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IBM Memo Advocates Move To Linux On Internal PCs

In an internal memo that reached the Internet, an IBM Corp. executive challenges company employees to abandon Microsoft operating systems by the end of next year.

In an internal memo that reached the Internet, an IBM Corp. executive challenges company employees to abandon Microsoft operating systems by the end of next year. Such a shift would be a dramatic boost for IBM's efforts to sell its corporate customers software based on the open-source Linux operating system.

The message from IBM's chief information officer, Robert M. Greenberg, says Big Blue's chairman, Samuel Palmisano, had challenged the company's information-technology department, "and indeed all of IBM, to move to a Linux-based desktop before the end of 2005."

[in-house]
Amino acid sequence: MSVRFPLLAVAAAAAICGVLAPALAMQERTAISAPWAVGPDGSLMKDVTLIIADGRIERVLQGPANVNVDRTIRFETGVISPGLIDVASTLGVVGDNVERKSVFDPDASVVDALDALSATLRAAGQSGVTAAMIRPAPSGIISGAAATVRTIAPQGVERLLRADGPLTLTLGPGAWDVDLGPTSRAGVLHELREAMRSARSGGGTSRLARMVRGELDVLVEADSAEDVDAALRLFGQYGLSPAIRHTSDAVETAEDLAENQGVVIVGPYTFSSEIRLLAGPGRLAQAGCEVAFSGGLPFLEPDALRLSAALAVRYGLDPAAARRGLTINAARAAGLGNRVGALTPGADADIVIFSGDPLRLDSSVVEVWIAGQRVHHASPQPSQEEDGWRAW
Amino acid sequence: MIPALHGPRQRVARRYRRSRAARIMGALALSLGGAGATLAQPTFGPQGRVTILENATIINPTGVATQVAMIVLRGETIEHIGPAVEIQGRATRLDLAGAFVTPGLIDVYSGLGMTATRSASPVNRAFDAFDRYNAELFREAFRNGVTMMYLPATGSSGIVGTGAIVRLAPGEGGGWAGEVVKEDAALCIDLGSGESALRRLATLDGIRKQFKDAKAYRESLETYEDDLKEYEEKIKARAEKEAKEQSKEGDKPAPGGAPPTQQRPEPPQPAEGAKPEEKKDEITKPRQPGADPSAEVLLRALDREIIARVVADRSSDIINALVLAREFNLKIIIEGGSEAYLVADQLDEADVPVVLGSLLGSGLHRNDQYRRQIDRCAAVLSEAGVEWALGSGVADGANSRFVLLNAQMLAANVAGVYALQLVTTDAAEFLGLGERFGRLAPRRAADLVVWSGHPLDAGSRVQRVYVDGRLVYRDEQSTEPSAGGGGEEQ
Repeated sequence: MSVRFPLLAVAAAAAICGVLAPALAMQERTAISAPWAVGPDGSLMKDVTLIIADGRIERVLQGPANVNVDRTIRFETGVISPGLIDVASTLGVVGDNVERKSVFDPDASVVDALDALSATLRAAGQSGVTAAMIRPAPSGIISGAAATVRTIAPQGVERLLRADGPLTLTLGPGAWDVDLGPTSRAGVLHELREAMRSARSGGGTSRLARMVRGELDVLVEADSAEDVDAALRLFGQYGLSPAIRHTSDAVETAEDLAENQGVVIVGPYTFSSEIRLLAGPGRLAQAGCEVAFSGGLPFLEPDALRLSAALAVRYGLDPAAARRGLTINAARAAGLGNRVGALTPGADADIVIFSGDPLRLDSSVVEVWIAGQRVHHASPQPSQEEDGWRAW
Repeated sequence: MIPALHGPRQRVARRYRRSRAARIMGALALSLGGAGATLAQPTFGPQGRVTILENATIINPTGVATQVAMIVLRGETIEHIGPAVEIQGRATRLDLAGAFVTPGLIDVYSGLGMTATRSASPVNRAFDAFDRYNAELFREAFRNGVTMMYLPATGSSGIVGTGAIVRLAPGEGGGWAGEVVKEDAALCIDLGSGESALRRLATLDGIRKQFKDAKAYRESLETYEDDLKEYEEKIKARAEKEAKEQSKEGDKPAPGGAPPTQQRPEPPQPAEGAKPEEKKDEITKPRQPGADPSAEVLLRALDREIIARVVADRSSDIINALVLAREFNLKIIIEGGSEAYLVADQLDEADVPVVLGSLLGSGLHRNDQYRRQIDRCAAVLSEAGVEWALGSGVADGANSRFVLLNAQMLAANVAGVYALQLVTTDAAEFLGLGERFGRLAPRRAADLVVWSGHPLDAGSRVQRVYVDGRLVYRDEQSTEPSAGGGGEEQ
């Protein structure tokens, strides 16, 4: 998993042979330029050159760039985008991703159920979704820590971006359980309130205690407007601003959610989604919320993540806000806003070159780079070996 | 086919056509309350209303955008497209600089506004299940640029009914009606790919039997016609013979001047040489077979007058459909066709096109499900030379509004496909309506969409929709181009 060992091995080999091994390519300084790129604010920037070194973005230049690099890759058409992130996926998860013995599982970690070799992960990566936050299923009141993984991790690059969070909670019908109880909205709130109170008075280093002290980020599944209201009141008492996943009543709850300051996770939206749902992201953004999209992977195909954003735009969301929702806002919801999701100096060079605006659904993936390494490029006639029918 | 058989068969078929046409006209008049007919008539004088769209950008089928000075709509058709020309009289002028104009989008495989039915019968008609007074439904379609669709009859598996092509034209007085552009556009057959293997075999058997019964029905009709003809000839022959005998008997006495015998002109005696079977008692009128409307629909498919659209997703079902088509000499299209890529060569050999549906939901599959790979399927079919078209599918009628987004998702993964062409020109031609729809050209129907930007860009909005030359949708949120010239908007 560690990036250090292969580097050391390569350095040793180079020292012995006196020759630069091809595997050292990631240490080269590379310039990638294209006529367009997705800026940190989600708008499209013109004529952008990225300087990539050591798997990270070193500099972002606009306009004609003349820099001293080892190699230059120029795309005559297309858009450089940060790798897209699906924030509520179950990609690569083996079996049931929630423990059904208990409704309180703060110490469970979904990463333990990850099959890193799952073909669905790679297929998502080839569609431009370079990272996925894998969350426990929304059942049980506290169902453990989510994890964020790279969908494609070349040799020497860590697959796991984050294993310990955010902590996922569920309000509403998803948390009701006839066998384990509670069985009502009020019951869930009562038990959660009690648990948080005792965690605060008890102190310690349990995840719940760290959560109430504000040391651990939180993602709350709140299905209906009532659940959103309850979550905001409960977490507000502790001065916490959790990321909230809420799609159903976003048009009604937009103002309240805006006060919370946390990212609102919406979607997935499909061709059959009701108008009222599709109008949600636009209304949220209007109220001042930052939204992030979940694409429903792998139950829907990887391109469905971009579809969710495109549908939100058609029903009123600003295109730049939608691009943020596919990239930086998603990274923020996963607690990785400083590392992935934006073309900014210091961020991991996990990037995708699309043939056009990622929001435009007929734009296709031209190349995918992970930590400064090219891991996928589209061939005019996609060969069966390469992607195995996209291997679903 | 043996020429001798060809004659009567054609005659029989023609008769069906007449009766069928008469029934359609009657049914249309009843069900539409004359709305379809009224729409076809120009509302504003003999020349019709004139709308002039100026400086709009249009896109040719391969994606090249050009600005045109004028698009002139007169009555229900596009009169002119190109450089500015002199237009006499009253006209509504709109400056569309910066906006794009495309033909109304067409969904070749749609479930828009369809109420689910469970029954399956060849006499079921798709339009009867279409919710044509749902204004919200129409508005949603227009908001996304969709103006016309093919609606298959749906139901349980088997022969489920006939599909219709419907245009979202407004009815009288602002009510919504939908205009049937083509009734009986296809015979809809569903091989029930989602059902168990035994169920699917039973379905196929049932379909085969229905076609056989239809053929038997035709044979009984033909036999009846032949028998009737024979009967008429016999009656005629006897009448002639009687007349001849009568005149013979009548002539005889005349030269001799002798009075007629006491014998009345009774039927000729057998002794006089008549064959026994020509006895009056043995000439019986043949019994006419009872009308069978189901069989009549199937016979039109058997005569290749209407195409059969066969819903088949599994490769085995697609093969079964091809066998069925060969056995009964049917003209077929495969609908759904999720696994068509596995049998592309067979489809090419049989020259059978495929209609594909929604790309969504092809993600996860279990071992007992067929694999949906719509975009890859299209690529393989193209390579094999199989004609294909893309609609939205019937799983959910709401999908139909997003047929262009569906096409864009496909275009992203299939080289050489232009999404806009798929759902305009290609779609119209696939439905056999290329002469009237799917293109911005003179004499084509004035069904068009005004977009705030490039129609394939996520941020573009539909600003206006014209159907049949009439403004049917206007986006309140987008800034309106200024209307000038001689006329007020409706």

"This means replacing productivity, Web access, and viewing tools with open standards-based equivalents," Greenberg wrote to his staff. "You need to have people participate in this project. You'll want people that can bring together the business and technical perspectives from your organization."

The November memo was obtained and published this week by The Inquirer, a British technology news site.

IBM spokeswoman Trink Guarino confirmed Thursday that the memo was legitimate but said it had been taken out of context. She said IBM has "no such plans" to shift to Linux-based PCs.

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